Who is watching me?

I am at peace when I am home. We have lots of land and a big house. All of our kids are home with us, even the college kids. My husband and I are both working at home, so we haven’t lost any income. It’s easy to get comfortable, to feel okay with the world and to remain patient as we attempt to fight this virus and eventually return to some definition of normal.

But once a week, I have to buy groceries and I am reminded of how terrifying this is.

It’s not the virus that scares me (Well, it does, but that’s different kind of fear.). It’s the atmosphere. My blood pressure soars the minute I pull into the parking lot and my stomach fills with acid. I see people pulling on masks as they exit their vehicles and I wonder:

Who is watching me?

Who is ready to lash out because I put my mask on wrong, or I adjusted it, or I touched my face or I accidentally stepped within their six-foot circles? Am I wearing the right kind of mask? Will I endure scowls or worse if I pick up a product and change my mind, putting back on the shelf along with my germs?

I am not paranoid. I know they are watching me because I have read the comments on the social media, the lists upon lists of wrong doing. The accusations: Evil people bought all the yeast, all the craft supplies, all the toilet paper. Someone bought a case of beer. Is it for a party? Are they going to violate the social distancing rules? A person took his mask off, and then returned the cart. Someone should call the cops.

The weight of it crushes me, leadens my feet as I walk the aisles. It makes me leery of the people I pass in the aisles or stand six feet behind in line. We have become a police state, not entirely by court order, but by a social order — social media, specifically.

Social media used to be my happy place. I would unfriend those who made my blood boil because I didn’t want that. I logged into Faceboook or Instagram or Twitter to connect with friends. I wanted to share lives, advice, recommendations, articles and photos. That’s it. But social media has changed. If I unfriended all the people who make my blood boil now, I would have a pretty short friend list.

I am trying to be patient. I am trying to remember that I get to leave the grocery store and return to my own rural haven. I have the benefit of living in the middle of nowhere. So many people do not have that option. They live in apartments — on top of, underneath or beside other apartments — or in homes packed so tightly together that they can’t take a walk without brushing against someone else.

They don’t get to watch the insanity grow farther and farther away in their rear view mirrors. It stays with them. The eyes remain on them, and the pressure hurts, so they relieve it by turning on others. They make allegations quickly and ferociously on social media so they can feel safely on the other side of the line. They are the good people, the obedient people, the righteous. Everyone else is bad.

It’s their way of creating distance and I have to remember that.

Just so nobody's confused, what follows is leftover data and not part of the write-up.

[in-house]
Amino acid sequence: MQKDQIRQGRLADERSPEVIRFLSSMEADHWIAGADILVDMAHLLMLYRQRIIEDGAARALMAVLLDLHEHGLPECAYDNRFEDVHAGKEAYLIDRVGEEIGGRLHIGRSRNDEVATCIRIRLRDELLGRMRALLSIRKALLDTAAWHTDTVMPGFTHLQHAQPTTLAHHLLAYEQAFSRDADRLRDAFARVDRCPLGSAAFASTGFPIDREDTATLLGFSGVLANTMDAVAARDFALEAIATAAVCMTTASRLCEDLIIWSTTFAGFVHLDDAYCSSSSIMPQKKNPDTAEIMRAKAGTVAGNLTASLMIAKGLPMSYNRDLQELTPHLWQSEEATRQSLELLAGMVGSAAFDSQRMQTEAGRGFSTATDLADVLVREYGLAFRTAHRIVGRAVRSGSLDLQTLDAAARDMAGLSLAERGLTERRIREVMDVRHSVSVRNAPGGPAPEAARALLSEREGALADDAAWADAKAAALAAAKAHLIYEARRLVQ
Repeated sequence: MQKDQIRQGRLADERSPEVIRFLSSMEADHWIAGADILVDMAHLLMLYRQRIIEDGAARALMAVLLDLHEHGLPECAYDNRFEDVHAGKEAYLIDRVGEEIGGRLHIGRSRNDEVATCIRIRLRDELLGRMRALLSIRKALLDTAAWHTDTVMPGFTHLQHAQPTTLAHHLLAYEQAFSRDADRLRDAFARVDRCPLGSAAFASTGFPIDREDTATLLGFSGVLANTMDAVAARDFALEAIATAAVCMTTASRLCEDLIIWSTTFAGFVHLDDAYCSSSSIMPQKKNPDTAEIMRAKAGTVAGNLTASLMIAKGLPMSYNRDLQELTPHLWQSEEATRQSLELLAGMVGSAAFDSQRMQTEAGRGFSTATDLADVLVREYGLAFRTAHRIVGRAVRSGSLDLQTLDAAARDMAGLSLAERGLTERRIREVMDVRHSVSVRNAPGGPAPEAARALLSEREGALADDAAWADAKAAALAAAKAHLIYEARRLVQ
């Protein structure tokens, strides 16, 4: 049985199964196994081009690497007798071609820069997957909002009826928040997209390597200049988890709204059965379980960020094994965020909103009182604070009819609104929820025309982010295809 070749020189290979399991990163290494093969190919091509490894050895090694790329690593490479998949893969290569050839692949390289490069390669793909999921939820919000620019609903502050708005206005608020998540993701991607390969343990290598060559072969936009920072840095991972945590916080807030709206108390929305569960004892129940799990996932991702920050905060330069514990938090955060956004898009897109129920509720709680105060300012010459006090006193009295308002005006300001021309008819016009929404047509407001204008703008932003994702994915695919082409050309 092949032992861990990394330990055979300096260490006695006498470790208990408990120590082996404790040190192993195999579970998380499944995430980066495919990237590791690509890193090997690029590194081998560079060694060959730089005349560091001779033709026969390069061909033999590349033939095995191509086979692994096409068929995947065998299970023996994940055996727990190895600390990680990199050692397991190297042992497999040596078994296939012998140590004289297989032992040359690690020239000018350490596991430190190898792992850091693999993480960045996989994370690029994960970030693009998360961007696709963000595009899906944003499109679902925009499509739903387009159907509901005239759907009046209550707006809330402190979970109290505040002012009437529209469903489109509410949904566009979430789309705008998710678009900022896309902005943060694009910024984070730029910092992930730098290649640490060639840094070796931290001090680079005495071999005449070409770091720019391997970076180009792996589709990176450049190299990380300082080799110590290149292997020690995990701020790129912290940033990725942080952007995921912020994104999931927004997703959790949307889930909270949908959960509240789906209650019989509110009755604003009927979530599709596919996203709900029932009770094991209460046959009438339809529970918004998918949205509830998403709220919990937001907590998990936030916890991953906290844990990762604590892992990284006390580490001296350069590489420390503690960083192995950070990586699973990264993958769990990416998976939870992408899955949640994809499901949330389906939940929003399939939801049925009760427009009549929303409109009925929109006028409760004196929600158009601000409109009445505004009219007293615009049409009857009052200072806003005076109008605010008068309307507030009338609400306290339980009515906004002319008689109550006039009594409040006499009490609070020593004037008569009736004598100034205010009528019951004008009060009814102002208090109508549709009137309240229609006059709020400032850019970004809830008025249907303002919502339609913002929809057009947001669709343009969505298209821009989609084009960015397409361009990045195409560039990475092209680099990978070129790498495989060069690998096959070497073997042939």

I hope that as states begin to lift restrictions, we can begin to lift our eyes. Take them off our neighbors and try to see the good around us. Start to rebuild trust. The idea of reopening businesses, schools and services is frightening. The virus is still out there. It will continue to kill people and make them ill. It will be a confusing time marked by conflicting and extreme emotions. But this virus has cost us so much already in lives and in livelihood. Let’s not sacrifice our humanity.

It can begins with social media. How about a week without criticism? Just one week.

2 thoughts on “Who is watching me?

  1. My wife and I are so tired of all the pandemic talk ourselves, though do not lightly dismiss any of the importance that is going on. Personally, I have distanced myself from much of my usual SM presence and just peek in now and then. We’re just trying to go around the rocks and live our lives the best we can. You can’t please everyone.You just have to live your life the best you can, and simply carry on…smiling and treating all people with respect, whether or not they wear a mask. Everyone’s mentally and spiritually exhausted in some way, and in the end, all people—everyone who lives and breaths—are trying to do is to live their lives in the best ways they FEEL is possible. I hope you can find a way to better calm yourself, Lori, I hate to think how many are also like you, so unnerved by all this that it’s hard to take a calm breath even in their own home. I wish you peace!


  2. Thanks, Frank! As always, you put things so well. I guess the difference is just so striking for me because things are normal and peaceful at home. I can’t even begin to imagine how stressful it is for those who don’t have their own space to stretch out and normalize in. They might not even realize how much stress they are enduring everyday because it has become the new normal for them. It freaks me out a little to step into it when I grocery shop, and then go home, but I think that is a healthy thing for me. I can feel the tension because it is not a part of my everyday life. I have friends who get angry because bikers and joggers are not wearing masks in their neighborhoods. That kind of paranoia makes me nervous for us as a society. I will wear a mask as long as it is recommended, but I also am forgiving of those who don’t. It’s like a child having a meltdown. You can yell at the child all you want, but you will only make things worse. Better to recognize that the child is overwhelmed with emotion and let it go, at least for the moment. It can be addressed in calmer moments. I hope you and yours remain safe and healthy. Happy writing!


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